• In 2006-07, 30% of regular attenders in the average congregation were older than age 60, compared with 25% in 1998.
• The percent of regular adult participants younger than age 35 in the average congregation dropped from 25% to 20%.
Older people long have been over-represented in American congregations because religious participation increases with age. Women also long have been disproportionately active in congregations. But unlike women, the over-representation of older people seems to be increasing. This probably stems from people living longer and young adults participating less than they once did. Young adults participate less in part because they marry later and are more likely to be childless. Married people with children are among the most likely to be involved with congregations.
This is worrisome indeed. You see, young adults are marrying later and therefore are less likely to be in church. What makes us so sure they’ll come back when they have kids?
It’s a colossal mistake to ignore young singles in our congregations. We often speak in terms of “families” when speaking to our congregation, as though those who are single don’t count because they aren’t part of a family — which is the exact opposite of what church is about. We don’t so much attract families as we become family. Therefore, singles are just as much family as those of us with spouses.
We need to make a serious effort to build up ministries for young single adults, as I wrote a while back. It’s a matter of our long-term survival, because we have raised a generation of kids that will be young single adults long after college. We can’t afford to write this generation off.
Social service is static
Virtually all congregations do something that we might consider social or human service or ministry for people outside the congregation:
• Eighty-two percent of congregations participate or sponsor such programs, including 90% of regular attenders.
However, congregational involvement in this kind of work has not increased since 1998.
This is also worrisome. 82% sounds like a great number, but the reality is that most of these programs are token efforts — $500 for vagrants who wander in off the street asking for lunch money.
Most congregations conduct some kind of social services, however minor, but in 2006-07:
• Only 15% of congregations had a staff person working at least quarter-time on these programs.
• Only 8% received government funds.
• Six percent of congregational social service programs involved collaborations with government agencies.
• One in 5 programs involved collaborations with secular nonprofit organizations.
I’m not sure these are the best measures of how much good is being done or how involved the membership is in social service, but the figures are consistent with my theory — most social service is a very minor part of the total budget or volunteer commitment.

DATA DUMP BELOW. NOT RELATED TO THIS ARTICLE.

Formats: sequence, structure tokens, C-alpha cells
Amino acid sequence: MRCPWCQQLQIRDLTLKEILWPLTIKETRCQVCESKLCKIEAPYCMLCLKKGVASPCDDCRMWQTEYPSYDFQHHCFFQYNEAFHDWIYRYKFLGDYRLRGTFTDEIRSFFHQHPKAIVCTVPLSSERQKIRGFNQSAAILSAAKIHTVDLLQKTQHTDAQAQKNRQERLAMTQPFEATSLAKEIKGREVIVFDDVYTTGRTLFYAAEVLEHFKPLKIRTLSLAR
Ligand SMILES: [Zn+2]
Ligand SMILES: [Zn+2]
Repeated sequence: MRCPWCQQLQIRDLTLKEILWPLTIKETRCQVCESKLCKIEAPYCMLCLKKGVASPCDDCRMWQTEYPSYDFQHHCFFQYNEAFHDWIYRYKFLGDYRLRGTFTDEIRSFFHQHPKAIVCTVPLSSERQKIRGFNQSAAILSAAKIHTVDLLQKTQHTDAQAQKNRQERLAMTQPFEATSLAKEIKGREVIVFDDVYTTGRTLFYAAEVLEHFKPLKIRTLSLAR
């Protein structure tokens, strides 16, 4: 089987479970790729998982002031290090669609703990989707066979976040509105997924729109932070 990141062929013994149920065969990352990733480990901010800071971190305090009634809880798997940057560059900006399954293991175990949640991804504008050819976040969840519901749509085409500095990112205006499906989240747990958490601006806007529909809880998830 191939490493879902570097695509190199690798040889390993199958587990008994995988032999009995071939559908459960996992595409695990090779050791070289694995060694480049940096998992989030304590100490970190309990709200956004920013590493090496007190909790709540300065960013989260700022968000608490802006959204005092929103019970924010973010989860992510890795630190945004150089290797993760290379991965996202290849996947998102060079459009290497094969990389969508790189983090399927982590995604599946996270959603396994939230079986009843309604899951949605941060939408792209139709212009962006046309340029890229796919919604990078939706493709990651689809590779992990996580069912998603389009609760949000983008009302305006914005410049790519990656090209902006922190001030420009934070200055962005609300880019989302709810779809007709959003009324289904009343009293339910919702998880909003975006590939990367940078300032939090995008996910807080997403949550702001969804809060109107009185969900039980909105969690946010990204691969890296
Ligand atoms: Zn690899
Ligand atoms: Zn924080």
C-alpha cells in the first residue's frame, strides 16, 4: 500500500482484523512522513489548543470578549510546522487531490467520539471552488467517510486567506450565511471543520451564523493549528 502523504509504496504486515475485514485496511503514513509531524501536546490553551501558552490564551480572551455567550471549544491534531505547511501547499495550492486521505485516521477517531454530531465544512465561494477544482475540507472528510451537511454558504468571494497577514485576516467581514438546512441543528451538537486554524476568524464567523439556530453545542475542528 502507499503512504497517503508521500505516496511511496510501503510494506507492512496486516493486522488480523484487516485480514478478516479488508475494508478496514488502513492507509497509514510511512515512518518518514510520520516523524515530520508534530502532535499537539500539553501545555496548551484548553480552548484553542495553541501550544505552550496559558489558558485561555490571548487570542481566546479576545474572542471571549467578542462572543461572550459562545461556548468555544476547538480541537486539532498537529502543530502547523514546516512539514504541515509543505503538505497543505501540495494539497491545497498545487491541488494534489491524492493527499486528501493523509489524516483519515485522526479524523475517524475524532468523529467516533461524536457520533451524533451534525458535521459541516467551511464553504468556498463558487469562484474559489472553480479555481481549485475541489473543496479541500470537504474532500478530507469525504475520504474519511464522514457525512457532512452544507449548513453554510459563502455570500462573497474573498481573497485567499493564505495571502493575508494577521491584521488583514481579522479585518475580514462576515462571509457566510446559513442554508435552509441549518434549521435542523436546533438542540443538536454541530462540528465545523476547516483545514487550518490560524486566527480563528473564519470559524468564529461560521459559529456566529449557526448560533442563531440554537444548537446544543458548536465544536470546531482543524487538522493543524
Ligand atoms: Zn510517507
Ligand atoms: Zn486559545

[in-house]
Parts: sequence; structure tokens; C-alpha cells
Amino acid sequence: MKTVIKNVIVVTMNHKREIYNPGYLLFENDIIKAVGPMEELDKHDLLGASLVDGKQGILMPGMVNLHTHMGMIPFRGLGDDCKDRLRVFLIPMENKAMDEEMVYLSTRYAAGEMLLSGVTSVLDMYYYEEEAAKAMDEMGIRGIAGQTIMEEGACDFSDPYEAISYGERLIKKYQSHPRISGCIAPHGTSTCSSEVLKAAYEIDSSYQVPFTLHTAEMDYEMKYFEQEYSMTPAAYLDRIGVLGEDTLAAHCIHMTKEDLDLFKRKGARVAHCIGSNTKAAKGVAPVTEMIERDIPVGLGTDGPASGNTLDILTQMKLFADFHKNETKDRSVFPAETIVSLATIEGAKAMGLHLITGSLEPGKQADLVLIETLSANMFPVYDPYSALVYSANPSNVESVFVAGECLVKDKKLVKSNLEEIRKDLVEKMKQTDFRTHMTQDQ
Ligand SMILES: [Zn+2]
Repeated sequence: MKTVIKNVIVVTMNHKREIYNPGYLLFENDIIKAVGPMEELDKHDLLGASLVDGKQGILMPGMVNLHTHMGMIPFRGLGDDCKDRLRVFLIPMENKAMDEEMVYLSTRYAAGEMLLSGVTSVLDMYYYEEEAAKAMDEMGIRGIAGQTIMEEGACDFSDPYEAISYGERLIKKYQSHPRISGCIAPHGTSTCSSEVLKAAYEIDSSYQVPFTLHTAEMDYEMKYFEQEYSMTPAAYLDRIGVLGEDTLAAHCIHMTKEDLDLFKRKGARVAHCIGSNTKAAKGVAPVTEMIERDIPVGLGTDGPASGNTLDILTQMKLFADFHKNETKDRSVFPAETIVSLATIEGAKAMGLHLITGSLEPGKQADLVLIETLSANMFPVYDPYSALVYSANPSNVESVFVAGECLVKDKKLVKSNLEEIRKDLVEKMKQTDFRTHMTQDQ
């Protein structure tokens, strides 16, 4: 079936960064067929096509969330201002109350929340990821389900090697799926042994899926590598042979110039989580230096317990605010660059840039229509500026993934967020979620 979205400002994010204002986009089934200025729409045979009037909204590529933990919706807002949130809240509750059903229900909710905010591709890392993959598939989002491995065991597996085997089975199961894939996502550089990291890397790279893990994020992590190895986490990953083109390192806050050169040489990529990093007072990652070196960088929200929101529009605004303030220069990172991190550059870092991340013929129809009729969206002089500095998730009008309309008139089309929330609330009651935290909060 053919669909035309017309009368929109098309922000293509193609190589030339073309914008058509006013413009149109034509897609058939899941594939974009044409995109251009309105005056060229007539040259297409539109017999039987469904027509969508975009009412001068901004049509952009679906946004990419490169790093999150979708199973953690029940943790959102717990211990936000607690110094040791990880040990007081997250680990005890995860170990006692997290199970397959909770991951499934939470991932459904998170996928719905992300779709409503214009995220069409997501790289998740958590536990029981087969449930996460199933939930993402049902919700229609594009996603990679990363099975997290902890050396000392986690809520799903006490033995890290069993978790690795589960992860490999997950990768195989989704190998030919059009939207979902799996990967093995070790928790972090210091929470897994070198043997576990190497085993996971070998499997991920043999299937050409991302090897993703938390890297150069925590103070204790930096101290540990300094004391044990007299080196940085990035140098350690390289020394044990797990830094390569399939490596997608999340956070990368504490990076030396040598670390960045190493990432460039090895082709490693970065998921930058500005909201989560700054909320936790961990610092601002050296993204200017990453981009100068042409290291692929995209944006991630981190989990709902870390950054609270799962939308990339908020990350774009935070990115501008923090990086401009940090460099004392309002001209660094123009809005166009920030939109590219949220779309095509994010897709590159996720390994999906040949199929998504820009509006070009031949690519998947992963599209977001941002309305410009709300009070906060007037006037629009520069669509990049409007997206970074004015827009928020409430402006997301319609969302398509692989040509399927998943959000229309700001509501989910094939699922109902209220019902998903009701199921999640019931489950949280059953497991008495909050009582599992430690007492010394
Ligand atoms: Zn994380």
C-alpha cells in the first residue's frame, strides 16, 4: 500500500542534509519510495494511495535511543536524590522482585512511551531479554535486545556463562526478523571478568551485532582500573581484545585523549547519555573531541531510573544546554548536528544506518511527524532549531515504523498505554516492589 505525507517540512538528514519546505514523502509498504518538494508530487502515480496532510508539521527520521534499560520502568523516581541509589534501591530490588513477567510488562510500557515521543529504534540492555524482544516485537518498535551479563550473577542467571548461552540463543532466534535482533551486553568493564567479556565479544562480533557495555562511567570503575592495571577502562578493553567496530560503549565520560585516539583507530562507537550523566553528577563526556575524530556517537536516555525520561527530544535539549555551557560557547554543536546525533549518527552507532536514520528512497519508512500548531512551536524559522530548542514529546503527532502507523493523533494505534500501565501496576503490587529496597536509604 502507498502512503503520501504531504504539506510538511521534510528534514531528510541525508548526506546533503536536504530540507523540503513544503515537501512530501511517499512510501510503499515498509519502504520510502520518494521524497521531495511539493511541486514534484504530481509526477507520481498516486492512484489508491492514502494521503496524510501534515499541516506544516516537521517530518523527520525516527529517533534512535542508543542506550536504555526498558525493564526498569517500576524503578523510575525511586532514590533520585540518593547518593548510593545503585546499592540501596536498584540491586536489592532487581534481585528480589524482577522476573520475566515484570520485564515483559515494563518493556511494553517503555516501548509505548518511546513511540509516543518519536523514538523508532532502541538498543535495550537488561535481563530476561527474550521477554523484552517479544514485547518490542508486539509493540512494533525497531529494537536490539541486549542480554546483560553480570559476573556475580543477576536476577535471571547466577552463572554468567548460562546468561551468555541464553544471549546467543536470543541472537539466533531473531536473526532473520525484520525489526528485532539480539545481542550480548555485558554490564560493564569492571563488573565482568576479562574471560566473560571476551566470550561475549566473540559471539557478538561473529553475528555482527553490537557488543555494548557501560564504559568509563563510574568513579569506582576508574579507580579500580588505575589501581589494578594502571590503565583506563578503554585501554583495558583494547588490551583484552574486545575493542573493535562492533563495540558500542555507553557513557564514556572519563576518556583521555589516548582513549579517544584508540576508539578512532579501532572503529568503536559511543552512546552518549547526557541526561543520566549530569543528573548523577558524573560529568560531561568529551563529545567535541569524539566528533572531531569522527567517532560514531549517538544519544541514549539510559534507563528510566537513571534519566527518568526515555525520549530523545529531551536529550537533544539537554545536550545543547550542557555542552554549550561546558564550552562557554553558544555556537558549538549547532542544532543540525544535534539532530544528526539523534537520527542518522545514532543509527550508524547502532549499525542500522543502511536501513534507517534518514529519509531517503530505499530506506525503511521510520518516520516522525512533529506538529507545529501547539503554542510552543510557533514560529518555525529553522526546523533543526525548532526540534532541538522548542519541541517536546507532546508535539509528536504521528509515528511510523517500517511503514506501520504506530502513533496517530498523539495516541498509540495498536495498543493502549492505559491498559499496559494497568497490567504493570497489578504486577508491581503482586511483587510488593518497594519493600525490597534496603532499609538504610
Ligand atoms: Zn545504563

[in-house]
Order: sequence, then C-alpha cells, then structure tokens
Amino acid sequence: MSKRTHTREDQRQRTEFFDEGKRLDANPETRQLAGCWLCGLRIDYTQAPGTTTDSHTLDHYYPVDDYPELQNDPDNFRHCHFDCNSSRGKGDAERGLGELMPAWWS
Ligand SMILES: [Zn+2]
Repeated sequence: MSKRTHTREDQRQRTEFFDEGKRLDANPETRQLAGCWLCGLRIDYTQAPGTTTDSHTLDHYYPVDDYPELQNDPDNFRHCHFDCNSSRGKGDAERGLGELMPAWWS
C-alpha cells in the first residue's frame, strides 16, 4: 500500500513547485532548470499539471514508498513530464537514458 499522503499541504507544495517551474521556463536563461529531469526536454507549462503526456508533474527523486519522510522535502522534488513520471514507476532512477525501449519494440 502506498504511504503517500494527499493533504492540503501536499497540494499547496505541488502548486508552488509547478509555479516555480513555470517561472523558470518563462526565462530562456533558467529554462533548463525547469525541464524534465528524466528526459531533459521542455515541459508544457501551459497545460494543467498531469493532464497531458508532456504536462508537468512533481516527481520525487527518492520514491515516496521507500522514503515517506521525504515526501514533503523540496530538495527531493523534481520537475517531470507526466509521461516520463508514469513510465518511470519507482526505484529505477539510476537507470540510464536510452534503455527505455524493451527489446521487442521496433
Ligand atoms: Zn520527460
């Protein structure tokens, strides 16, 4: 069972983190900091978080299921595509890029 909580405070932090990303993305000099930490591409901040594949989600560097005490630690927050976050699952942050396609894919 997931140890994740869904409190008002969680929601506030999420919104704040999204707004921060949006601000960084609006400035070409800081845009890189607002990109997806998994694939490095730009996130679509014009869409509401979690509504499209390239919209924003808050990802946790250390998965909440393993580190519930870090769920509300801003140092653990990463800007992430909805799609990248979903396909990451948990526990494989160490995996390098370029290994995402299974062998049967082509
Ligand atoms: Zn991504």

On other hand, my observation is that this is changing and getting much, much better. It’s just not showing up in the figures because if you have a church that once had a $500 budget increasing that to $50,000 and hundreds of volunteers, it’ll still look the same to the survey. It checks the same box.
I can’t prove it, but I see the Spirit moving powerfully to push God’s people into more meaningful works of service for the poor and needy. Things are changing, but we’re just at the beginning of the change. And there are some genuinely positive figures —
The number of congregations that would like to apply for government money to support social service programs increased from 39% in 1998 to 47% in 2006-07. The number of all congregations who hosted a speaker from a social service organization increased from 22 to 31%. And the number who recently conducted a community needs assessment jumped from 37 to 48%.
On the other hand,
Not including the value of staff, volunteer time, or in-kind contributions, the active congregation attended by the average person spent only $5,000 directly on these programs in 2006-07.
That’s on a median budget of $280,000 — less than 2% — and not growing compared to inflation. So maybe my optimism is premature.
Churches are far more inclusive of gays and others than most would expect
· Seventy-two percent of congregations, containing 85% of congregation attendees, allow moderate drinkers to be full-fledged members.
· Fifty-three percent of congregations, containing 71% of congregation participants, allow moderate drinkers to hold volunteer leadership positions.
· Fifty-four percent of congregations, with 65% of participants, allow cohabiting heterosexual couples to be full-fledged members.
· Twenty-eight percent, with 31% of attendees, allow cohabiting heterosexual couples to hold volunteer leadership positions.
• Sexual orientation:
· Thirty-eight percent of congregations, with 49% of attendees, allow gay and lesbian couples in committed relationships to be full-fledged members.
· Nineteen percent, with 23% of participants, allow gay and lesbian couples in committed relationships to hold volunteer leadership positions.
• Abortion (Pro-Choice):
· Sixty percent of congregations, with 66% of attendees, allow pro-choice individuals to be full-fledged members.
· Forty-one percent, with 41% of attendees, allow pro-choice individuals to hold volunteer leadership positions.
• Abortion (Pro-Life):
· Eighty-six percent of congregations, with 91% of participants, allow pro-life individuals to be full-fledged members.
· Eighty-two percent, containing 86% of attendees, allow pro-life individuals to hold volunteer leadership positions.
Congregations are, of course, more inclusive in membership than in leadership, but even there the number of inclusive congregations is surprisingly high. Tolerance of homosexuality – perhaps the most divisive issue today in American religion – is also high, with one in five congregations allowing individuals in an openly homosexual couple to serve in volunteer leadership.